“Fishhead” by Irvin S. Cobb

FISH HEAD   Irvin S. Cobb (1876-1944) © 1985 Necronomicon Press   cover art by Robert H. Knox
Irvin S. Cobb (1876-1944)
© 1985 Necronomicon Press
cover art by Robert H. Knox

Yesterday I read “Fish Head” by Irvin S. Cobb in The World’s Greatest Horror Stories, edited by Stephen Jones and Dave Carson.  Though the cover above is from a 1985 chapbook, the story was originally published in 1913 in The Cavalier and was one of Lovecraft’s favorites.  The link above will take you to the Gaslight text.

I highly recommend reading the story.  Although there is little action and what little there is is contained in the last two pages, the story is very effective at setting up a suspenseful mood just in telling the telling the story of Reelfoot Lake and its mysterious inhabitant called “Fish Head” because of his resemblance to a catfish.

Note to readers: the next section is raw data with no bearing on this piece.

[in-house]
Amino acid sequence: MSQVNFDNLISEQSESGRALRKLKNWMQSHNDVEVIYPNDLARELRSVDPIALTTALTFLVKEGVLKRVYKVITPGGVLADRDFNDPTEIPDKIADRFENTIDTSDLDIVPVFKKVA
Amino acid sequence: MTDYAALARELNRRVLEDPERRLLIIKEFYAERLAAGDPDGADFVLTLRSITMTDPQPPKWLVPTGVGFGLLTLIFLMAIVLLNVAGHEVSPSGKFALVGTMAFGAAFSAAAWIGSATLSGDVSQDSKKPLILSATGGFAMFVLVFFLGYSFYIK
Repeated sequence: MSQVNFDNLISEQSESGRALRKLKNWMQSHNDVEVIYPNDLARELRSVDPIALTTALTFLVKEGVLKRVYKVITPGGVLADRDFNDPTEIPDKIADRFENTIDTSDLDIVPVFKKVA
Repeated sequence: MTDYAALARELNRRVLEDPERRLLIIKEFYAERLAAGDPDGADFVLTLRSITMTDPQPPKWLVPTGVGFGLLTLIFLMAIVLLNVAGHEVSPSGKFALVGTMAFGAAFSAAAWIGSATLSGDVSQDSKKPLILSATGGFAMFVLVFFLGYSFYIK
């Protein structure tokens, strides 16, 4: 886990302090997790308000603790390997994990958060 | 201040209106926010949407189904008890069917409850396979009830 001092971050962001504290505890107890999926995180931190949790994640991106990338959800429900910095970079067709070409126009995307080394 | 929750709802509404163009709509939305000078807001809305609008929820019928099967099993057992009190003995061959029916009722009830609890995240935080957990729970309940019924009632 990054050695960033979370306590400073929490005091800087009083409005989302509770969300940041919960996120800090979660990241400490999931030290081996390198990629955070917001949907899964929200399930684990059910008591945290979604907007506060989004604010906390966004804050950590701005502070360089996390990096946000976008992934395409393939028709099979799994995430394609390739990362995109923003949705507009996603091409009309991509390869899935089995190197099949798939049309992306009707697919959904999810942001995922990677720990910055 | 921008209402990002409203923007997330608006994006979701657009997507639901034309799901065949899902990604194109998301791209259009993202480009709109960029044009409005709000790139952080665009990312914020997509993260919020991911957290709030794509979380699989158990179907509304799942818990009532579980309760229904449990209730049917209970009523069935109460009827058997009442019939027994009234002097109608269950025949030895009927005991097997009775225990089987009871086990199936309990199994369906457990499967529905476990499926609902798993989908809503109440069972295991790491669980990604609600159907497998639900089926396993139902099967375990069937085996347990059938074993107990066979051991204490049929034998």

I suspect that Cobb, who was a native of Paducah, Kentucky situated near Reelfoot Lake, probably drew upon actual visits to Reelfoot to describe the atmosphere and environment in such realistic detail that, to me, almost seems to reverberate with a sense that one is experiencing the lake as vicariously as one can.

“Fish Head” is an interesting study in the use of language creating atmosphere, mystery, and suspense by the use of description alone.   Please read it at your first opportunity.  You won’t regret it.

Thoughts?  Comments?

Author: S.P. Staff

Slattery Publishing Staff.

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